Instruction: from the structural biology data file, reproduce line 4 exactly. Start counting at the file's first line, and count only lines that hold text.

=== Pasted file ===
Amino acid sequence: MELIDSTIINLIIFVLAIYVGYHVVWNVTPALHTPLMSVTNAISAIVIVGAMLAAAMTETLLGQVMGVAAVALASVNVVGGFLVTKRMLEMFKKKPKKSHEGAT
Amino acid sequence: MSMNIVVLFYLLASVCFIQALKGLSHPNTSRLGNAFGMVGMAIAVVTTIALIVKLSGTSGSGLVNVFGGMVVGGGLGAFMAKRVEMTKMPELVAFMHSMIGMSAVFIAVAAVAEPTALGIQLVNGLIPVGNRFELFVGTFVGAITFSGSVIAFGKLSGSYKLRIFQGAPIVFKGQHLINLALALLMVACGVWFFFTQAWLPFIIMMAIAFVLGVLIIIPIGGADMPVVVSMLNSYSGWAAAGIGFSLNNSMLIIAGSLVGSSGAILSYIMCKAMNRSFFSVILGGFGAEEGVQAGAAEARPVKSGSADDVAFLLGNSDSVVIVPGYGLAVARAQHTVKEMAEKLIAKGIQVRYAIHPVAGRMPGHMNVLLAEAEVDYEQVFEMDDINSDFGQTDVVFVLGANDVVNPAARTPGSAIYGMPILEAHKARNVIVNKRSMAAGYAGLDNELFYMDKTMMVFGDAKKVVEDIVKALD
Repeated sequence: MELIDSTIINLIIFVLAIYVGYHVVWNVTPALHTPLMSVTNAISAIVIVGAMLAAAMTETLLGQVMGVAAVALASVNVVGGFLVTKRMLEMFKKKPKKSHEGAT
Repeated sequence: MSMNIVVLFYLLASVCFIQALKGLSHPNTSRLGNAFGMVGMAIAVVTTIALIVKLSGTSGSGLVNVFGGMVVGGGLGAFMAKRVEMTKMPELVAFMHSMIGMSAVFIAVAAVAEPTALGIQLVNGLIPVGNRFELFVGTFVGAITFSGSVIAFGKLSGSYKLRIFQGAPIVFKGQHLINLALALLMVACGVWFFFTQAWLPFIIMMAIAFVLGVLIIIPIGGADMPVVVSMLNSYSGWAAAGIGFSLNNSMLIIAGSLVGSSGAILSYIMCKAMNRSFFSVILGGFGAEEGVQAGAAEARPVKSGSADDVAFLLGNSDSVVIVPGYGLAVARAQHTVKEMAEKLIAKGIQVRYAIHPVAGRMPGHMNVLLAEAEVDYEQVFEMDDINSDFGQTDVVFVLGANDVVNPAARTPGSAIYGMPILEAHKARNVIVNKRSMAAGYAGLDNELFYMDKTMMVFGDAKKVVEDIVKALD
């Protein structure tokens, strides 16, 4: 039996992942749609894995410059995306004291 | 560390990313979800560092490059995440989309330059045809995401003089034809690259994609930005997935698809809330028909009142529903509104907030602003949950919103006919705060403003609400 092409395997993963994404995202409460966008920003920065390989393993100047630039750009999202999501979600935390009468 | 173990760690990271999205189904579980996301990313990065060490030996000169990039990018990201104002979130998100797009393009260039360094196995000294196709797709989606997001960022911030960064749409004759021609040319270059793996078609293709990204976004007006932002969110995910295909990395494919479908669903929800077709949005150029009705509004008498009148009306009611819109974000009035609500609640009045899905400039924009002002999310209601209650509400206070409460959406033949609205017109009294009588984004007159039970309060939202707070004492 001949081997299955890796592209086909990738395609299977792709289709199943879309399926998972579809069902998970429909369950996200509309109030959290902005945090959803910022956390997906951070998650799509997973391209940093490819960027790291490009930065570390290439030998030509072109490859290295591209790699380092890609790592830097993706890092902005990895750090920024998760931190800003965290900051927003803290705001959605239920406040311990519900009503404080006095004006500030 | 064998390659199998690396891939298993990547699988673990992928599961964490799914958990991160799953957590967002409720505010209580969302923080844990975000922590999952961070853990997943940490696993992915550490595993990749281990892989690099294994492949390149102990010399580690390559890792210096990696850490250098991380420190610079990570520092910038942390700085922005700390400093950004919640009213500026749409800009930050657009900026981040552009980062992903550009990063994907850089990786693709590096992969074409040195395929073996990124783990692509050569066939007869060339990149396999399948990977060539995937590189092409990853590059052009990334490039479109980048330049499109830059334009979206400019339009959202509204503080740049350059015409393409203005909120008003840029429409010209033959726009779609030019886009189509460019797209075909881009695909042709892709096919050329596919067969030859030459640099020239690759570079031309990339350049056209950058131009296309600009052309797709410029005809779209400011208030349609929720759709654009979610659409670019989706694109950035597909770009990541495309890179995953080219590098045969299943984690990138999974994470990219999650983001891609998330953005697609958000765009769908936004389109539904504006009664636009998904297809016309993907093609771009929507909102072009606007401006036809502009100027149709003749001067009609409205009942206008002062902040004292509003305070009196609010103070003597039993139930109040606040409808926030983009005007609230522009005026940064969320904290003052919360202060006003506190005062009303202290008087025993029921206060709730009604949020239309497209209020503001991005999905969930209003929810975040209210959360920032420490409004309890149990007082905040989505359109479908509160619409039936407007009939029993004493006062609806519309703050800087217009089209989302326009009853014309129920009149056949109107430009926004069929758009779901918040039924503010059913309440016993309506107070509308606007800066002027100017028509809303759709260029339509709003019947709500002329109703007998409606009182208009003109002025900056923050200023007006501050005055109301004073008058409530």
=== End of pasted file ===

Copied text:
Repeated sequence: MSMNIVVLFYLLASVCFIQALKGLSHPNTSRLGNAFGMVGMAIAVVTTIALIVKLSGTSGSGLVNVFGGMVVGGGLGAFMAKRVEMTKMPELVAFMHSMIGMSAVFIAVAAVAEPTALGIQLVNGLIPVGNRFELFVGTFVGAITFSGSVIAFGKLSGSYKLRIFQGAPIVFKGQHLINLALALLMVACGVWFFFTQAWLPFIIMMAIAFVLGVLIIIPIGGADMPVVVSMLNSYSGWAAAGIGFSLNNSMLIIAGSLVGSSGAILSYIMCKAMNRSFFSVILGGFGAEEGVQAGAAEARPVKSGSADDVAFLLGNSDSVVIVPGYGLAVARAQHTVKEMAEKLIAKGIQVRYAIHPVAGRMPGHMNVLLAEAEVDYEQVFEMDDINSDFGQTDVVFVLGANDVVNPAARTPGSAIYGMPILEAHKARNVIVNKRSMAAGYAGLDNELFYMDKTMMVFGDAKKVVEDIVKALD